Reacting to the rapid spread of the Zika virus in Latin America and the Caribbean, health officials in El Salvador are urging women not to get pregnant until 2018 in an effort to halt a surge of birth defects that are suspected to stem from the mosquito-borne disease.
The entire region has erupted with concern over the virus, and each country has taken measures to combat its spread. Other Latin American countries, such as Colombia and Ecuador, as well as Jamaica in the Caribbean, have recommended delaying pregnancies, though not for an entire two years.
The rest of Latin America has responded with different tactics, ranging from widespread fumigation efforts to directing citizens not to be bitten by the Aedes mosquito, which is known to carry yellow, chikungunya and dengue fevers.
So far, the hardest hit nation in the region has been Brazil, where more than a million cases have been confirmed, including nearly 4,000 cases of microcephaly in newborns that could be linked to Zika. Microcephaly is a rare, incurable condition in which an infant’s head is abnormally small.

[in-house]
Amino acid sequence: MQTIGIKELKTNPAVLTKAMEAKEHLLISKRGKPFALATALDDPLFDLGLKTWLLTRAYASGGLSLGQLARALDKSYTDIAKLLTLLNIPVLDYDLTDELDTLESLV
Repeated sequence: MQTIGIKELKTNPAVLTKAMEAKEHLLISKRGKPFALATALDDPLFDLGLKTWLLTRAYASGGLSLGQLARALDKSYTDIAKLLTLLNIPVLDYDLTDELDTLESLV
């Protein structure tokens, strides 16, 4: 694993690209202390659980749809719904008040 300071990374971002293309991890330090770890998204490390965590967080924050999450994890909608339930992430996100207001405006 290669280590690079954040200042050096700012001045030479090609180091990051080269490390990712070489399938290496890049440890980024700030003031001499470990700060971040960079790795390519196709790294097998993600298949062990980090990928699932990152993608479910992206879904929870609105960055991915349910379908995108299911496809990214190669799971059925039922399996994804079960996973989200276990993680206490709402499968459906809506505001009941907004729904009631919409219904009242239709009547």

El Salvador appears to have taken the most dramatic step so far, though the recommendation this week is not official policy. In a region that is largely Roman Catholic, the request has raised concern from the church, and many Salvadorans question the rationale for upending the national birthrate in order to counter the suspected effects of a virus.
Civil groups have also questioned the practicality of the recommendation, noting that in El Salvador pregnancies are often unplanned. Others say it is a testament to the lack of a coherent strategy from the government, and point to the difficulty of combating something as prevalent and evasive as the mosquito.
Salvadoran officials defended the measure in an interview.
“If we don’t make any recommendations to the population, we could have a high incidence of microcephaly,” said Eduardo Antonio Espinoza Fiallos, the vice minister of health. “Of those children, 99 percent will survive, but with limitations in their mental faculties.”
For most people, the effects of the Zika virus are mild. Symptoms are flulike and can last up to a week, with victims sometimes unaware that they have contracted the virus. Zika has no known cure.
But a recent spike in cases of microcephaly in infants has health experts worried that the condition could be the result of women contracting Zika while pregnant.
Source: New York Times